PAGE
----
Wuerzburg

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Wuerzburg

Würzburg is a remarkable and beautiful German city. Situated in the north of the southern German province of Bavaria, Würzburg is a major center of the picturesque district of Lower Franconia. Beautifully situated along the Main River, Würzburg extends over an area of 87.63 square kilometers. The population of this interesting German city is little more than 130 000 people. It is located 115 km southeast of Frankfurt and 115 km northwest of Nuremberg.

The history of Würzburg began in the early 8th century, the first historical evidence of the then village dating from 704 and 742, St. Burhard appointed the first bishop of Würzburg. The first church was built in 788, and was consecrated by King Charlemagne. Episcopal bishops gradually create a secular state, to which in the 12th century are connected large parts of Franconia. Between 1040 and 1225 was built and still exists today the Romanesque cathedral. Würzburg was captured in 1631 by Swedish King Gustav Adolf.

From 1803 the town was annexed to Bavaria, and in 1805 became the capital of the Würzburg Duchy. In 1821 the bishopric was restored. On March 16, 1945, during World War II, Würzburg was almost completely destroyed by British aircraft. Over the next 20 years, many historic buildings have been restored to their original form before the war.

A tour of the sights in Würzburg is quite long and definitely has a lot to see. It is better to start from the city center, where you find City Hall, the beautiful old cathedral, which impresses with its two towers, raised in the Gothic style. Next to it is located the New Cathedral, called "New Munster". Its architecture is much more lush and baroque focused. Also in the baroque style is the Episcopal Residence in Würzburg.

The Episcopal Residence in Würzburg is the palace of the bishops who ruled the secular episcopal state for more than 8 centuries. It was designed by leading Baroque architects - Johann Lucas von Hildebrandt and Maximilian von Welsh, Robert de Kotte and Bofrand Germain, who were known architects of the French style. But the chief architect was Balthasar Neumann, the architect of the prince bishop of Würzburg Johann Philipp Franz von Schonborn and his brother Carl Friedrich von Schonborn.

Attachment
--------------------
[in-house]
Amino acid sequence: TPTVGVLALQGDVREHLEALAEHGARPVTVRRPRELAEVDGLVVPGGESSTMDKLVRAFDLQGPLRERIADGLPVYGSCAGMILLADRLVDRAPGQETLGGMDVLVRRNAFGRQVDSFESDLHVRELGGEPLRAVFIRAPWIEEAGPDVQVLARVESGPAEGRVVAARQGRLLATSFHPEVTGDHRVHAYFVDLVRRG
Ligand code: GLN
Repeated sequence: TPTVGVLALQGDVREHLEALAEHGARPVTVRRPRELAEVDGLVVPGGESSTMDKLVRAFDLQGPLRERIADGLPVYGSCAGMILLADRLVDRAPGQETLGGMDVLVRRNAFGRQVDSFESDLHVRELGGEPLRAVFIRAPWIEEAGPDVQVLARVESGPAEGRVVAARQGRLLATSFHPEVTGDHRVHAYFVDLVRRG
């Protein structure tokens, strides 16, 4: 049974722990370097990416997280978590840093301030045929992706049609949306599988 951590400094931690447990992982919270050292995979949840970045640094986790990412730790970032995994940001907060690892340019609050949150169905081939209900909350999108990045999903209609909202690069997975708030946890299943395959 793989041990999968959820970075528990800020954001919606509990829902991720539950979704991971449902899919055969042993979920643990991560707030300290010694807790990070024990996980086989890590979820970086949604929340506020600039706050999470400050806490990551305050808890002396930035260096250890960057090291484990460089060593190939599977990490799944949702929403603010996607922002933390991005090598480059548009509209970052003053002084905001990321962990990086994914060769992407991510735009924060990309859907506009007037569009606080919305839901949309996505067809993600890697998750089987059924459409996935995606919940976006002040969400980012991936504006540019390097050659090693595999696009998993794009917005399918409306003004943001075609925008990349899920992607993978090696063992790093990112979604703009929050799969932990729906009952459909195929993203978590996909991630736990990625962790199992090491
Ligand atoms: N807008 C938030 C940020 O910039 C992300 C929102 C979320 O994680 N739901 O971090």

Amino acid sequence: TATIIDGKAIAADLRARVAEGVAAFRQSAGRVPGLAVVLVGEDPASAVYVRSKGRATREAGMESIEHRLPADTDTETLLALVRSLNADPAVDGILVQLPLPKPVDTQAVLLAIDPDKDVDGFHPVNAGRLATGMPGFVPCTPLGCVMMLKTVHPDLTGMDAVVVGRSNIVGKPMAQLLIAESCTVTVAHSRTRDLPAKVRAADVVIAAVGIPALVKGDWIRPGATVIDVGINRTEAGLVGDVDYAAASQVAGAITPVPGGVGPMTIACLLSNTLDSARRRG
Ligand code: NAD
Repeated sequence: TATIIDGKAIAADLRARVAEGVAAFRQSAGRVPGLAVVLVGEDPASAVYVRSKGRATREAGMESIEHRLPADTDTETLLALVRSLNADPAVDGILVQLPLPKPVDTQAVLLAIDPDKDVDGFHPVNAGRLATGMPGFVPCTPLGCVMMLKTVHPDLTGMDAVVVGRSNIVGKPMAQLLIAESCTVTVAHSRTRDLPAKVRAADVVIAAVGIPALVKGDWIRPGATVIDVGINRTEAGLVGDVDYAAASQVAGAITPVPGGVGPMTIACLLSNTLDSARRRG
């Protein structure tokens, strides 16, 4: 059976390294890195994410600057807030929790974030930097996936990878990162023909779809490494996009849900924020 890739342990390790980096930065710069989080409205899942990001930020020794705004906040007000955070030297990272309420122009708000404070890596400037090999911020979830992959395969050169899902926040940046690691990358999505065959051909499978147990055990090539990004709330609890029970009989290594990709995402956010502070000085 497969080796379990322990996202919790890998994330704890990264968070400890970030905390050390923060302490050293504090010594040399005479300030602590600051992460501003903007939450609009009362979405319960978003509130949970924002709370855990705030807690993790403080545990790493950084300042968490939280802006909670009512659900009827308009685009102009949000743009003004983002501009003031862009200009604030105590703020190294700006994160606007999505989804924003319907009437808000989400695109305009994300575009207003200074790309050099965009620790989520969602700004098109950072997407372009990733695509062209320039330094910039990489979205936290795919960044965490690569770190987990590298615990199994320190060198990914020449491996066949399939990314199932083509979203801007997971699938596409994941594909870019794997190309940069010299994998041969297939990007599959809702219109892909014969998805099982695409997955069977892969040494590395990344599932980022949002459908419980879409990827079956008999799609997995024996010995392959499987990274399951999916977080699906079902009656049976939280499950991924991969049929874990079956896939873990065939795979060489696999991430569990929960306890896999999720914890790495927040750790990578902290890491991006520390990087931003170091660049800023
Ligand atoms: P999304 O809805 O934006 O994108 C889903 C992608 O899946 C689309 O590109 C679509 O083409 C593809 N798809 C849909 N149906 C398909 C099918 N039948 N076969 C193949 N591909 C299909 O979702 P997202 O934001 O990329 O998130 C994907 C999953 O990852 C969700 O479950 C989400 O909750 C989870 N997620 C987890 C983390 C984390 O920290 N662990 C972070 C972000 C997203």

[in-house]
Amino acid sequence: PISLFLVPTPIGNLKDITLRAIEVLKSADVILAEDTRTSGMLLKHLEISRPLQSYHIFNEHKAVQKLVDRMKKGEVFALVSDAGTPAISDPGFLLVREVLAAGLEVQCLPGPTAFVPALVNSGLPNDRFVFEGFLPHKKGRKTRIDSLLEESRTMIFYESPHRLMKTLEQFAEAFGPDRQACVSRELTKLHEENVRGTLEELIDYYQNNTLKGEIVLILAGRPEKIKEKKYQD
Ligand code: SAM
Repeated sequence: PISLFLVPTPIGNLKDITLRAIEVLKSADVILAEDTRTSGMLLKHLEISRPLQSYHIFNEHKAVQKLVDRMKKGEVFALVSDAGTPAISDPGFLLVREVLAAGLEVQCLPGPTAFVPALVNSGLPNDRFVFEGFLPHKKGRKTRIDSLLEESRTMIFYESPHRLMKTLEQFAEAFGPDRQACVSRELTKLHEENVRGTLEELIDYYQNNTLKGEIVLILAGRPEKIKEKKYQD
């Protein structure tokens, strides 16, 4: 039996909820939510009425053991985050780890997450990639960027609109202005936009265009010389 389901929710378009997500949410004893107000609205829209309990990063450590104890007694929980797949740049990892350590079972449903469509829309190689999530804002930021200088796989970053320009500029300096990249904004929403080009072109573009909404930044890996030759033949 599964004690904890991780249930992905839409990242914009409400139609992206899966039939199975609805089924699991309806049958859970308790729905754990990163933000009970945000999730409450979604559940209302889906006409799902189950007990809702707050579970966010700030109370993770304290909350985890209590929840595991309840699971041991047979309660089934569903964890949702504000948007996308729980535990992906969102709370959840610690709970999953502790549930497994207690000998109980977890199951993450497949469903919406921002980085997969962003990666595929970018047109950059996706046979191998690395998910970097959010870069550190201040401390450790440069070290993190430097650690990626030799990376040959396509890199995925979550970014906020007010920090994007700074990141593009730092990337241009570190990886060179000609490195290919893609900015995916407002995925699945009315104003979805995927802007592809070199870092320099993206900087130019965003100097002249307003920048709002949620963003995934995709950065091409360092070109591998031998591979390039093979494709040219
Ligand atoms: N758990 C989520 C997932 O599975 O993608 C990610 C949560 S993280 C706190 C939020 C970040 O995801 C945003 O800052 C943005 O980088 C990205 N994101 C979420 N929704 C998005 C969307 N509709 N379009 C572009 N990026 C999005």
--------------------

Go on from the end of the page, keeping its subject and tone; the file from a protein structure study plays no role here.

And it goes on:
Marienburg Fortress in Wuerzburg

Construction began in 1720 and was completed in 1744. Venetian painter Giovanni Battista Tiepolo, assisted by his son Domenico, painted the murals in the building. The most impressive elements of the interior include large pillars, chapels and the great hall. The building even has a "nickname"- "beautiful home of the parish priests in Europe", a name issued by Napoleon . The residence was heavily damaged during World War II, but is in the process of restoration that continues since 1945. Restoration has absorbed over 20 million euro.

The palace belongs to the list of architectural masterpieces of the South German and European Late Baroque style and thus joins famous palaces like Vienna, Schönbrunn, Paris and Versailles. The residence is listed in the List of UNESCO World Heritage Sites in 1981.

Around the residence is a wonderful park, where locals and tourists go for recreation and entertainment.

Residence in Wuerzburg

Besides the two cathedrals in Wurzburg are several churches, one of which is the Marienkirche (Our Lady) Red Cathedral. The tower of the cathedral is 84 meters high. Marienberg Fortress (Festung Marienberg) is located on the west bank of the River Mein and has existed since ancient times.

After the Swede Gustav Adolf conquered the region in 1631, the castle was rebuilt in baroque style. Today, it is a park and museum. As early as 704 on the hill was built the church and in the 13th century were built the first fortifications. In 1482 the castle was surrounded by a wall. Somewhere around 1600 Julius Ehter repaired the castle and turned it into a Renaissance palace. After a march of Gustav Adolf in 1631 there was another reconstruction, and a lovely garden appeared.

Marienberg Fortress is the symbol of Würzburg and was the home of princes and bishops, for more than 500 years. Only after the Bishop's residence was built, the princes moved their headquarters there in 1744 on a steep hill around the castle's magnificent vineyards.

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